One of the party’s main founders, Alberto Fuentes Knight, a finance minister under UNE later convicted for corruption, has openly acknowledged: “before making the jump from a social to political [organization], we traveled to America to consult with Democrat and Republican representatives on whether it was the right or wrong decision.”

The open secret that Semilla operates as a US State Department puppet should be a warning to workers in Guatemala. It is mortally hostile to the working class and will work to suppress any mass mobilization of workers in defense of democratic rights, including its own popular election. 

An Arévalo administration will not present any challenge to the super-exploitation of Guatemalan workers and natural resources by US corporations and finance houses and their local partners. Amid a global resurgence of the class struggle against social austerity and attacks on living standards, Arévalo would respond to any struggle by Guatemalan workers through repression and a shift to dictatorial forms of rule, just like every so-called “progressive” government currently in power across the region has done. 

Semilla will only further drag the country and the region into a future global maelstrom, with the Pentagon already requesting Latin American governments to send military aid to Ukraine.

The recent history of Guatemala, including in the 1980s when Arévalo was climbing up the diplomatic ranks, has been marked by brutal dictatorships backed by US imperialism that crushed any opposition to social inequality and the unfettered operations of foreign capital. 

In June 1954, the CIA orchestrated and launched a military attack from Honduras to overthrow the elected Jacobo Arbenz administration, which had carried out limited agrarian and social reforms. The US provided pilots, warplanes, napalm, Green Berets and organized paramilitary groups that would form death squads in the following decades. Their methods of disappearances of left-wing activists largely helped pioneer those used by the dictatorships in Brazil, Argentina, Uruguay, and Brazil.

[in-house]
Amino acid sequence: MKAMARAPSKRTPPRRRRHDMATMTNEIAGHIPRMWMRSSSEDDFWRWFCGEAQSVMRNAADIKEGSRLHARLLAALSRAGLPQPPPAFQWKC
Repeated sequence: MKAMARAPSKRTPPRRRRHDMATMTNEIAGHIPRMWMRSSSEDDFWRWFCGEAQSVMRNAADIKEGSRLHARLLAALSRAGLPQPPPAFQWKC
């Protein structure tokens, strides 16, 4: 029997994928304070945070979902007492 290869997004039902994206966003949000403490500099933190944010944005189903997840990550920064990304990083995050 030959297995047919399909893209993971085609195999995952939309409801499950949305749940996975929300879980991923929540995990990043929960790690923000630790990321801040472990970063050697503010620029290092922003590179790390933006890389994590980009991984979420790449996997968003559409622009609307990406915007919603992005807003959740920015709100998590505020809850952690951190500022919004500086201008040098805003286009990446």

Arbenz and his predecessor, Juan José Arévalo—Bernardo Arévalo’s father—had been backed by the Stalinist Guatemalan Workers Party (PGT), which was chiefly responsible for betraying the struggle against imperialism and the defense of democratic rights. At the time, its advisers entered the government and openly advocated the development of capitalism, while promoting “Mayan Marxism,” seeking to present the predominantly indigenous peasantry as the revolutionary force in Guatemala and their naturalist beliefs as “Marxist.” At the time, the rich Indians largely backed the CIA coup and consistently conspired against the poorest layers. In the 1960s, the PGT dissolved into Castroite guerrillas that were swiftly crushed by the fascistic military, which during the 1980s also waged a genocidal campaign against the Mayan population. 

On December 5, 1982, US President Ronald Reagan visited Guatemala to meet General Efraín Ríos Montt, who had recently taken power in a military coup and used the courts—historians still don’t know who the judges were—to sentence oppositionists to death. Reagan described him as “a man of great personal integrity” who was “totally dedicated to democracy.” During the following three days, the country’s elite platoon killed 162 people in the village of Las Dos Erres, including 67 children. The women were raped and buried alive, with placentas and umbilical cords found scattered on the ground. Such massacres by the troops trained and armed by the United States were widespread, when the military did not simply bombard the villages. 

US imperialism depends more today than ever before on anti-democratic methods and its influence in the local militaries to guarantee its hegemony and compensate for loss of economic dominance relative to geopolitical rivals, mainly China. The only road to oppose imperialism and its venal client bourgeoisie in Guatemala is the independent political mobilization of the working class under a socialist and internationalist program.